Secret alias wrote:
Nakedness in antiquity wasn't the same as it is today.
Tell it to Ham.
A gymnasium was quite literally a naked place. There were a lot of naked with nakeds. In Maximus naked with naked means naked (dead) bodies. In that way there is a parallel. The youth is naked because in part he was dead. There are many Pauline references to death, baptism and unclothed.
Did the ancients have a different understanding of what a blasphemous carnal interpretation of the youth's naked body would be?
I find these conversations often take on a Tarantino on (gay) Top Gun dimension. If you want to see a cigar as a penis you most certainly can. But it can also just be a cigar.
I find that when you don't want to deal with the argument someone else is putting forward, you dodge it with inappropriate analogies and suggest the person reached their conclusion out of personal desires rather than dealing with the reasons they gave.
Let me run through this again.
When Clement writes:
But “naked man with naked man” and the other things about which you wrote are not found.
The things about which Theodore wrote are the same things referred to earlier in the Letter when Clement says:
I shall not hesitate to answer the questions you have asked, refuting the falsifications by the very words of the Gospel
So 'naked man with naked man' and the other things about which Theodore wrote, which are not found in the gospel, are the things Theodore asked about, the falsifications that Clement is refuting.
In the logic of the Letter, “naked man with naked man,” then, is one of the falsifications the Carpocratians added to the Letter. Clement has earlier told us that these added falsifications are shameless lies, and we might presume that the nature of these shameless lies is in keeping with the blasphemous and carnal interpretations of the Carpocratians which Clement referred to earlier.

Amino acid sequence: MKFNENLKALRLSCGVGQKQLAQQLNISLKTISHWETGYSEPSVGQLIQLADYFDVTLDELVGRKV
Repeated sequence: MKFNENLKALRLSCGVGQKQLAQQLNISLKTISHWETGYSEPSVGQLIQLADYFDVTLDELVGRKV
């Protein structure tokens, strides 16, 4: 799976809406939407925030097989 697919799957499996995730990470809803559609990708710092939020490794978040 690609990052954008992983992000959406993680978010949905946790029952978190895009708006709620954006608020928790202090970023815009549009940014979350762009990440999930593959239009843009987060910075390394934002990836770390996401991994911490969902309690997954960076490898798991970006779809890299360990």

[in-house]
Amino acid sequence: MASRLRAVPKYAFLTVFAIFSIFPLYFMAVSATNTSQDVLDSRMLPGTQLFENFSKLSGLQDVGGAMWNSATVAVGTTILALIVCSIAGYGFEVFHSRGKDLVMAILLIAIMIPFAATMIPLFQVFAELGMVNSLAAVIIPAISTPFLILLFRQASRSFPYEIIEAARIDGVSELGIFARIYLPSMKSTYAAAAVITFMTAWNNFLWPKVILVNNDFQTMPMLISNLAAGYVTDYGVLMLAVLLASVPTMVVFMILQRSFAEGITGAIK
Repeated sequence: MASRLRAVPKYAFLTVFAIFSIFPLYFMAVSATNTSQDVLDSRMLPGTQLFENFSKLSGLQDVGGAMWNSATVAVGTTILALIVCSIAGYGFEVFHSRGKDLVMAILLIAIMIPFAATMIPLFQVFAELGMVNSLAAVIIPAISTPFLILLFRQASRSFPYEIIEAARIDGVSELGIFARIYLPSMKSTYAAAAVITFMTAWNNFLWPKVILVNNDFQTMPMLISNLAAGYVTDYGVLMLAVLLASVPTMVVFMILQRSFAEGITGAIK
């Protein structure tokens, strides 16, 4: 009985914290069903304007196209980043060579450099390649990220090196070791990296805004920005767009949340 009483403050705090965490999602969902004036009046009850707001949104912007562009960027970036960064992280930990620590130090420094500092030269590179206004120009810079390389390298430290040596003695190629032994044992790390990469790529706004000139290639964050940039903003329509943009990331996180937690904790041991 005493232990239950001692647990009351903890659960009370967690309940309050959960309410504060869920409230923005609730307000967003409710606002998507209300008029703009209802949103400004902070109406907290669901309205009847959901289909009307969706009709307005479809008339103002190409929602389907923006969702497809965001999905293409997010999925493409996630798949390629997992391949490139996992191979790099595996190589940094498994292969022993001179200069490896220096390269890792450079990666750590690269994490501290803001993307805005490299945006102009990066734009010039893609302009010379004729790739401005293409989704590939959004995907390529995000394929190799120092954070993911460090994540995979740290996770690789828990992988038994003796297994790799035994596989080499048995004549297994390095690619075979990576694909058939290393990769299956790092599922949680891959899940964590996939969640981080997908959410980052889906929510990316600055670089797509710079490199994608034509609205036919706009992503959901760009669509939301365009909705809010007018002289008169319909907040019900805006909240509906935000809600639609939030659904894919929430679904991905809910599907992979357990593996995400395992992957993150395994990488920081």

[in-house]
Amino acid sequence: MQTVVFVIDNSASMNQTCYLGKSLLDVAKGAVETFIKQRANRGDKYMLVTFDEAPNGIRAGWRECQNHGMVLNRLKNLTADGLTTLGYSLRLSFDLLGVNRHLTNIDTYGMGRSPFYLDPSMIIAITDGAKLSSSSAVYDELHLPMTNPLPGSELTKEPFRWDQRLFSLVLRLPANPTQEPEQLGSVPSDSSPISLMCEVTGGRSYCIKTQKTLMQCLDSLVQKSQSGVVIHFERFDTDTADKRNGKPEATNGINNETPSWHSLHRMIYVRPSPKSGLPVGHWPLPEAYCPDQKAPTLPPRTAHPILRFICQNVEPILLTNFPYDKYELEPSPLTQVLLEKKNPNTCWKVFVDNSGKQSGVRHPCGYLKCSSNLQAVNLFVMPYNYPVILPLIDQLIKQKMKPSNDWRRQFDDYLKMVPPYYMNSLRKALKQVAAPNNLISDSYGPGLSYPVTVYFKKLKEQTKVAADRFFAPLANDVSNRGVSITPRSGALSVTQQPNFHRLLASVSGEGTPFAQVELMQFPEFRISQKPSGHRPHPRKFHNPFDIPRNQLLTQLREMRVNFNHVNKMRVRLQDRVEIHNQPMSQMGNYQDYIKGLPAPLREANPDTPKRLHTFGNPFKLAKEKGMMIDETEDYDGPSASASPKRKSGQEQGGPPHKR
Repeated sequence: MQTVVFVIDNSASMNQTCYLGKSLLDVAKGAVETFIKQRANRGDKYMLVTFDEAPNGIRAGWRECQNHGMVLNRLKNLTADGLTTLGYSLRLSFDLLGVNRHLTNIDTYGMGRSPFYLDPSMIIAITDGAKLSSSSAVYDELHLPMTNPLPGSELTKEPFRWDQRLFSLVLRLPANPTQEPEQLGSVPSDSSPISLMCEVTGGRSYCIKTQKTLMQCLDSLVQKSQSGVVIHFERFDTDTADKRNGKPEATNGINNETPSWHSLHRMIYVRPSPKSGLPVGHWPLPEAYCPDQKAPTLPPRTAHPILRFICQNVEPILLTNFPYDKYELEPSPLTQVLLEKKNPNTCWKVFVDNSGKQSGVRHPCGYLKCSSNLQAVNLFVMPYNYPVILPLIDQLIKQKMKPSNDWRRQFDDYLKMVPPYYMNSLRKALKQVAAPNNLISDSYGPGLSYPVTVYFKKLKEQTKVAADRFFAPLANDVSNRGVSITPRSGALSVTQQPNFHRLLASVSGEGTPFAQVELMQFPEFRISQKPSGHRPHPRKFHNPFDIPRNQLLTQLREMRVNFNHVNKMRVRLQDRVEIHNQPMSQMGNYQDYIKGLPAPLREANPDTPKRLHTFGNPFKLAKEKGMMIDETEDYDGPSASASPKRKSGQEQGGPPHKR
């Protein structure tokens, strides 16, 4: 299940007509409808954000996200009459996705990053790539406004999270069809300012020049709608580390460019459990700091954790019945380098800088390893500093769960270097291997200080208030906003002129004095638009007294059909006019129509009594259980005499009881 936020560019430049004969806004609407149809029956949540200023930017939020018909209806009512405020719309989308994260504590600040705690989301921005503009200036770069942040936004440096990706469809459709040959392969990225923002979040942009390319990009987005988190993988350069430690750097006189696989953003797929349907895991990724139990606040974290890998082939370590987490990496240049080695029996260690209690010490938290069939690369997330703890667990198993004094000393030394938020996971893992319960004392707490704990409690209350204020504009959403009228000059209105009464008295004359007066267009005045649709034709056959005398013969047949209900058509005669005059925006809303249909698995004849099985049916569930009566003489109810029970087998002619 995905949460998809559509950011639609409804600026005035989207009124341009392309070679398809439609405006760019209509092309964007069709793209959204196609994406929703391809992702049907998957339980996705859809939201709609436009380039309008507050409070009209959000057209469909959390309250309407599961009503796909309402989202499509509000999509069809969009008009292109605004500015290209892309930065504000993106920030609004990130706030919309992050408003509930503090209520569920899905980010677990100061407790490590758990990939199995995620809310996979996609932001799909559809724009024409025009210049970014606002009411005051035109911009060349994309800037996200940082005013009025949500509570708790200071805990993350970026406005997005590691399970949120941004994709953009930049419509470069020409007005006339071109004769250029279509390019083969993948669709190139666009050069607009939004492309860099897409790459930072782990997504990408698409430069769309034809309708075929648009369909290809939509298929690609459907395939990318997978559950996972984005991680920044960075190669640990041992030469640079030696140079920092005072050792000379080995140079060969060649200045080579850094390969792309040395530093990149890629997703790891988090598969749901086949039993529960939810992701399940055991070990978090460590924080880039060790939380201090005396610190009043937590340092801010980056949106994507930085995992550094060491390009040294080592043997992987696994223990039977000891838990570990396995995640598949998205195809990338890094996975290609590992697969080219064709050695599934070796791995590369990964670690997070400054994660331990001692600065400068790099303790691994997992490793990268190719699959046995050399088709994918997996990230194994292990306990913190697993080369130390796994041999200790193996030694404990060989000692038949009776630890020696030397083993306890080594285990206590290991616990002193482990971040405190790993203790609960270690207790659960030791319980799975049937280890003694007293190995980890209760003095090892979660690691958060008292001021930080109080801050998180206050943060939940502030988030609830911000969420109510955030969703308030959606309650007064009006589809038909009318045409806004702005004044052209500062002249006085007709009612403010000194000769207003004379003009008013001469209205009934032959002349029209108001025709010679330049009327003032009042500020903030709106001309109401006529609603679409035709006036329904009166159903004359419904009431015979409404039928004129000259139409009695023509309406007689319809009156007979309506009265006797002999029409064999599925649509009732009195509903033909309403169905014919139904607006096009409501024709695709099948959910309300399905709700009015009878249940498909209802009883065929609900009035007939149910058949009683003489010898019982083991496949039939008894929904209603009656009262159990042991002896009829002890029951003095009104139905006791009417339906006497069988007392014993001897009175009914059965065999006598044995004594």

Therefore: “Naked man with naked man” is one of the Carpocratian falsifications added to the secret Gospel. These falsifications are shameful lies. The shameless lies should be understood in a manner in keeping with the blasphemous and carnal interpretations the Carpocratians make of the secret Gospel (i.e., they are themselves also blasphemous and carnal). I seriously doubt the blasphemous and carnal shameless lies of the Carpocratians should be understood on the basis of the way words are used in Maximus of Tyre.
The reading I've proposed may not be an incontestable one, but it is a strong one, much stronger than what you've come up with so far. So far, you've preferred to ignore the context that “naked with naked” actually has in the Letter and just pulled a linguistic parallel out of some other text.
Secret Alias again:
It's the reference to the agape between youth and Jesus that contextualizes the nakedness too. And agape was taken to mean an orgiastic love feast outside of to Theodore. And Clement himself defends the Agape from these charges elsewhere in his writings.
Could you cite some examples of Clement defending against “these charges” elsewhere? I'd be interested to compare them to what we see in the Letter to Theodore. Maybe start with the closest parallels you can find.
Are you trying to tell me that this HAS NOTHING TO DO with the why the youth appeared 'naked with naked' with Jesus in Secret Mark? THAT'S why I brought up Maximus of Tyre.
I'm trying to tell you Clement says that the words “naked with naked” are not found in Secret Mark, but are falsifications of the Carpocratians and should be interpreted as such.